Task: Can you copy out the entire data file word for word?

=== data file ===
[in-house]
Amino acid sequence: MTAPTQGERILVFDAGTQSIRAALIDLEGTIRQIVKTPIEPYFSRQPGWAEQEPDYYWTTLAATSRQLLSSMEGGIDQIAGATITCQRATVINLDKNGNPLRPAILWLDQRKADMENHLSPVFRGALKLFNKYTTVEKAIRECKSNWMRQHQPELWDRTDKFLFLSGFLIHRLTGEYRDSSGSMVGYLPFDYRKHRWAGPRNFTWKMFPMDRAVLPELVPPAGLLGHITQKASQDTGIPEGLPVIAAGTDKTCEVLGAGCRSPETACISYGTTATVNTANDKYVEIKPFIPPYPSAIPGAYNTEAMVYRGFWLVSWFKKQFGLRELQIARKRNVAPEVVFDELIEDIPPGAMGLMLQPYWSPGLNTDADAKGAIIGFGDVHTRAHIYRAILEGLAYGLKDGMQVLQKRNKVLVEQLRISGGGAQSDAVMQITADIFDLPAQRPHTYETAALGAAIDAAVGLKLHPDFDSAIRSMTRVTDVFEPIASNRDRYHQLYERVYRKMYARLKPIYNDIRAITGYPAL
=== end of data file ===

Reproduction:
[in-house]
Amino acid sequence: MTAPTQGERILVFDAGTQSIRAALIDLEGTIRQIVKTPIEPYFSRQPGWAEQEPDYYWTTLAATSRQLLSSMEGGIDQIAGATITCQRATVINLDKNGNPLRPAILWLDQRKADMENHLSPVFRGALKLFNKYTTVEKAIRECKSNWMRQHQPELWDRTDKFLFLSGFLIHRLTGEYRDSSGSMVGYLPFDYRKHRWAGPRNFTWKMFPMDRAVLPELVPPAGLLGHITQKASQDTGIPEGLPVIAAGTDKTCEVLGAGCRSPETACISYGTTATVNTANDKYVEIKPFIPPYPSAIPGAYNTEAMVYRGFWLVSWFKKQFGLRELQIARKRNVAPEVVFDELIEDIPPGAMGLMLQPYWSPGLNTDADAKGAIIGFGDVHTRAHIYRAILEGLAYGLKDGMQVLQKRNKVLVEQLRISGGGAQSDAVMQITADIFDLPAQRPHTYETAALGAAIDAAVGLKLHPDFDSAIRSMTRVTDVFEPIASNRDRYHQLYERVYRKMYARLKPIYNDIRAITGYPAL